February 15, 2007

Book Review Roundup

I've been reading tons and tons of books over the past few months, and I thought I'd share my impressions of some of them here:

"The Audacity of Hope," by Barack Obama: The second book from the senator and presidential candidate is more than a mere campaign book- for one thing, by all accounts the candidate actually wrote it. Obama lays out his views on the major questions in American political life, and he is clearly a man after my own heart: he tries to see all sides of everything, and most of the time comes out on the left-of-center (but not far left) side. The only drawback? I keep hearing his first book is much better.

"Chuck Klosterman IV: A Decade of Curious People and Dangerous Ideas": Klosterman's fourth collection of funny personal and pop culture essays is also his best. Borrowing a tactic from his friend Bill Simmons, Klosterman adds footnotes to some of his old writings, which works especially in a piece where he reviews the bar band scene in his then-hometown of Fargo, one that had me laughing so hard I woke up Becca. In another laugh, the book opens with a profile of Britney Spears in which Chuck shares that only three people alive (including Justin Timberlake, and her gynocologist) have seen her without pants. Since the publication of the book, alas, that fraternity has gotten much larger.

"Third and a Mile: The Trials and Triumph of the Black Quarterback," by William C. Rhoden": Not nearly as incendiary, and thus much better than, his previous book ("Forty Million Dollar Slaves"), the new oral history by New York Times columnist Rhoden presents a look back at all the men who attempted to play quarterback in the National Football League, in the days when most collegiate QBs were told to play more "athletic" positions such as wide receiver. It also revisits such past embarrassments as the Limbaugh/McNabb incident and "how long have you been a black quarterback?" In an age when about a fourth of Philadelphia Eagles fans hate McNabb for no apparent reason, this book is both appreciated and necessary.

The Conservative Soul: How We Lost It, How To Get It Back," by Andrew Sullivan: After seeing it plugged nonstop on Sullivan's blog for about six months, I figured I ought to finally read the book. In his first book purely about politics (the other three were about gay issues), Sullivan lays out his problem with Bush-era conservatism, and why we're better off returning to a small-government, secular, "conservatism of doubt." Andrew is an eloquent and engaging writer as always, but what he's arguing for really has no history or precedent in the U.S. and besides, in reading it I sort of felt like I was reading an intermural conservative debate that I have no connection with.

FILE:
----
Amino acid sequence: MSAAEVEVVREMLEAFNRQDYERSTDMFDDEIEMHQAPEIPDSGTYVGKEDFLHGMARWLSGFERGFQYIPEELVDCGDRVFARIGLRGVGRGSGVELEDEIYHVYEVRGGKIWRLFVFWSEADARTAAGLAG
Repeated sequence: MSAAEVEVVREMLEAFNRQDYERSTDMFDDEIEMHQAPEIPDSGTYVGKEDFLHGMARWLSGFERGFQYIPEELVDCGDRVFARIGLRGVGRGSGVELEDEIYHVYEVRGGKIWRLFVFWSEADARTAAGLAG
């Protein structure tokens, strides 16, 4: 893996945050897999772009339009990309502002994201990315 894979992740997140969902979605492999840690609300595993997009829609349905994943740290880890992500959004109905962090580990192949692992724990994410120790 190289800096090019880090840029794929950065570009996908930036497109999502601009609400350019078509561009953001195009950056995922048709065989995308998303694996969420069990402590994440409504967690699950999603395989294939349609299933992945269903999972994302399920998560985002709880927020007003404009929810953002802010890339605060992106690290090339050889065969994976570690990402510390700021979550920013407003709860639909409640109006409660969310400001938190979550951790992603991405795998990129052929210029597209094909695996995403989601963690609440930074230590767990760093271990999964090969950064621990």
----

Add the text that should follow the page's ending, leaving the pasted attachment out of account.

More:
"Filmadelphia: A Celebration of a City's Movies," by Irv Slifkin. Slifkin, known around town as "Movie Irv," surveys all the major motion pictures set in the City of Brotherly Love, also listing all the city locations glimpsed. Slifkin knows his stuff and there's a lot of local color, but unfortunately, typos everywhere. On a personal note, Irv was sitting next to me during last year's Kevin Bacon interview, and I recognize quite a few of Kevin's responses in his interview that's included in the book.

"Black Like You: Insult and Imitation in American Popular Culture," by John Strausbaugh: The author of "Rock 'Til You Drop," who edited New York Press back when it was really, really good, surveys the history of blackface in this stimulating book. While recognizing the gravity of the form, Strausbaugh also challenges dumb-assed academic thinking on the subject, which is always refreshing to see. I would have liked to see, though, more analysis of more recent cultural phenomena, such as "Chappelle's Show."

"Consider the Lobster and Other Essays," by David Foster Wallace: The footnote-happy humorist contributes hilarious essays on various subjects, including the porn industry, conservative talk radio and, of course, lobsters, in his most recent collection. You'd think the footnotes would be a nuisance, especially in the talk radio essay (when there's more footnote text than standard), but it's never really a problem.

"The Great Book of Philadelphia Sports Lists," by Glen Macnow and Big Daddy Graham. Macnow and Graham, both nighttime hosts on WIP, make lists of everything honorable and dishonorable in the history of Philly sports, with help from some local guests including Phillies announcer Harry Kalas and actress Maria Bello. I had the pleasure of recently meeting Macnow, who is far and away 610's smartest host, and much like on the radio he very much raises the level of discussion above where it normally is. His and Graham's book is also a useful historical primer for non-natives such as myself.

The next few on the shelf: William Gavin's "The Ernesto "Che" Guevara School for Wayward Girls," Dave Hollander's "52 Weeks," Sam Harris' "The End of Faith," and Daniel Jones' "The Bastard on the Couch."

Posted by Stephen Silver at February 15, 2007 08:37 PM
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